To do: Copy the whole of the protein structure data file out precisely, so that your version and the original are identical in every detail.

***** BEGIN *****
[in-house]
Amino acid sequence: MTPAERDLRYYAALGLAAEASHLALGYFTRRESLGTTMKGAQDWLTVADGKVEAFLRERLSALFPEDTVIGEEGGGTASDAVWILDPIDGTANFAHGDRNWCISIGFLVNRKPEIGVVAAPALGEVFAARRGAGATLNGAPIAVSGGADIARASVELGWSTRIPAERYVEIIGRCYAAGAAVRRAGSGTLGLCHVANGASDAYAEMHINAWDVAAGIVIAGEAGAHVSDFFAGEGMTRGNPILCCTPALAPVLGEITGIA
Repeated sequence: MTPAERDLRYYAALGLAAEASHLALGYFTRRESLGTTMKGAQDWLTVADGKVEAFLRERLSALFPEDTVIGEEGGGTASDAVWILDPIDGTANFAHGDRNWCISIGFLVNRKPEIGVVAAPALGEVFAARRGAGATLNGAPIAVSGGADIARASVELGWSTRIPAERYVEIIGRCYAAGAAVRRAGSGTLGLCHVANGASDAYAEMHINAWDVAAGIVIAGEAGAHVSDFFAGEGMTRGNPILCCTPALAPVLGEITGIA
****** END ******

[in-house]
Amino acid sequence: MTPAERDLRYYAALGLAAEASHLALGYFTRRESLGTTMKGAQDWLTVADGKVEAFLRERLSALFPEDTVIGEEGGGTASDAVWILDPIDGTANFAHGDRNWCISIGFLVNRKPEIGVVAAPALGEVFAARRGAGATLNGAPIAVSGGADIARASVELGWSTRIPAERYVEIIGRCYAAGAAVRRAGSGTLGLCHVANGASDAYAEMHINAWDVAAGIVIAGEAGAHVSDFFAGEGMTRGNPILCCTPALAPVLGEITGIA
Repeated sequence: MTPAERDLRYYAALGLAAEASHLALGYFTRRESLGTTMKGAQDWLTVADGKVEAFLRERLSALFPEDTVIGEEGGGTASDAVWILDPIDGTANFAHGDRNWCISIGFLVNRKPEIGVVAAPALGEVFAARRGAGATLNGAPIAVSGGADIARASVELGWSTRIPAERYVEIIGRCYAAGAAVRRAGSGTLGLCHVANGASDAYAEMHINAWDVAAGIVIAGEAGAHVSDFFAGEGMTRGNPILCCTPALAPVLGEITGIA